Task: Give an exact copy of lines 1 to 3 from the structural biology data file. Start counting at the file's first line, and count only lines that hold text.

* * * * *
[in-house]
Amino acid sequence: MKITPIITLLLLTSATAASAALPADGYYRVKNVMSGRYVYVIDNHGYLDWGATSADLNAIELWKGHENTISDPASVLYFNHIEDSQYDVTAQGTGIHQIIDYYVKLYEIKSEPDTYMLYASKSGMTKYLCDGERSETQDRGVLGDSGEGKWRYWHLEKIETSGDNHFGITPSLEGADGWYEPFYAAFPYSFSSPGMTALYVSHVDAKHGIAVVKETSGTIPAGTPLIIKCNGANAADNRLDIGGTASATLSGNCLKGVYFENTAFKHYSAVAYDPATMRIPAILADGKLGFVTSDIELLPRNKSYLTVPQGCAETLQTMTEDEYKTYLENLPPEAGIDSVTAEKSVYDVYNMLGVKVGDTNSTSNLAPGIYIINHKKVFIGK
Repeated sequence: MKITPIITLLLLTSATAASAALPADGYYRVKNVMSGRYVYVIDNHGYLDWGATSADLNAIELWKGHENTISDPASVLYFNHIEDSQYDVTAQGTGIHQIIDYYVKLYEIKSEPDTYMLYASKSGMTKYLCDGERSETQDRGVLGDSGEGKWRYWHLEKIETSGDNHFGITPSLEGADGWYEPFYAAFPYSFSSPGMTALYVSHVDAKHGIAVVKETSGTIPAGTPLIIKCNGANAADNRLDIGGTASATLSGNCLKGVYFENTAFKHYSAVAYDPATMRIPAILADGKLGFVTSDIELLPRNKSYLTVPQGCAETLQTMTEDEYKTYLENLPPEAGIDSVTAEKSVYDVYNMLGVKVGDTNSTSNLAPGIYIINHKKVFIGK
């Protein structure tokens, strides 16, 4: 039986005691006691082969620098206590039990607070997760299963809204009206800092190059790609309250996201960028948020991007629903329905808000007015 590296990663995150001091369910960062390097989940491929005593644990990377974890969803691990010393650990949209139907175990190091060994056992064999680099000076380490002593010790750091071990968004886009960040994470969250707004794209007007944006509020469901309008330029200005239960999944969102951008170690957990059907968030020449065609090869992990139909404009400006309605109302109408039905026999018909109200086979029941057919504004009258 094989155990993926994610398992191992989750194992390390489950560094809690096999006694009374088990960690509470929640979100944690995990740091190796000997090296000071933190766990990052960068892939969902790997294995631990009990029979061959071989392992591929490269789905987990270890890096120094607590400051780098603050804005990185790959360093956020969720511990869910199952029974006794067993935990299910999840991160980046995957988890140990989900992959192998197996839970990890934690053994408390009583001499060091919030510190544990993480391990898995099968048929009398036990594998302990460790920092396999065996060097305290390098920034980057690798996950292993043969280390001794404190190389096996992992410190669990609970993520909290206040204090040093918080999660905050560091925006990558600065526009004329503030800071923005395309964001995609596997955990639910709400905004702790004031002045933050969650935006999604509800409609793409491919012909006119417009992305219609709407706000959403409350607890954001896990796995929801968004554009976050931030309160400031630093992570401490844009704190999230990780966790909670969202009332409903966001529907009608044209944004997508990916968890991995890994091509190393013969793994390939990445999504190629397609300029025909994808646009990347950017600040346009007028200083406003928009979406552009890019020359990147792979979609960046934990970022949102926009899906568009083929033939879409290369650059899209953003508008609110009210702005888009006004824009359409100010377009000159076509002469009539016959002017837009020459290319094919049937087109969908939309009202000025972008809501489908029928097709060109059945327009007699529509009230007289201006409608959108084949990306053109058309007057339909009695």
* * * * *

[in-house]
Amino acid sequence: MKITPIITLLLLTSATAASAALPADGYYRVKNVMSGRYVYVIDNHGYLDWGATSADLNAIELWKGHENTISDPASVLYFNHIEDSQYDVTAQGTGIHQIIDYYVKLYEIKSEPDTYMLYASKSGMTKYLCDGERSETQDRGVLGDSGEGKWRYWHLEKIETSGDNHFGITPSLEGADGWYEPFYAAFPYSFSSPGMTALYVSHVDAKHGIAVVKETSGTIPAGTPLIIKCNGANAADNRLDIGGTASATLSGNCLKGVYFENTAFKHYSAVAYDPATMRIPAILADGKLGFVTSDIELLPRNKSYLTVPQGCAETLQTMTEDEYKTYLENLPPEAGIDSVTAEKSVYDVYNMLGVKVGDTNSTSNLAPGIYIINHKKVFIGK
Repeated sequence: MKITPIITLLLLTSATAASAALPADGYYRVKNVMSGRYVYVIDNHGYLDWGATSADLNAIELWKGHENTISDPASVLYFNHIEDSQYDVTAQGTGIHQIIDYYVKLYEIKSEPDTYMLYASKSGMTKYLCDGERSETQDRGVLGDSGEGKWRYWHLEKIETSGDNHFGITPSLEGADGWYEPFYAAFPYSFSSPGMTALYVSHVDAKHGIAVVKETSGTIPAGTPLIIKCNGANAADNRLDIGGTASATLSGNCLKGVYFENTAFKHYSAVAYDPATMRIPAILADGKLGFVTSDIELLPRNKSYLTVPQGCAETLQTMTEDEYKTYLENLPPEAGIDSVTAEKSVYDVYNMLGVKVGDTNSTSNLAPGIYIINHKKVFIGK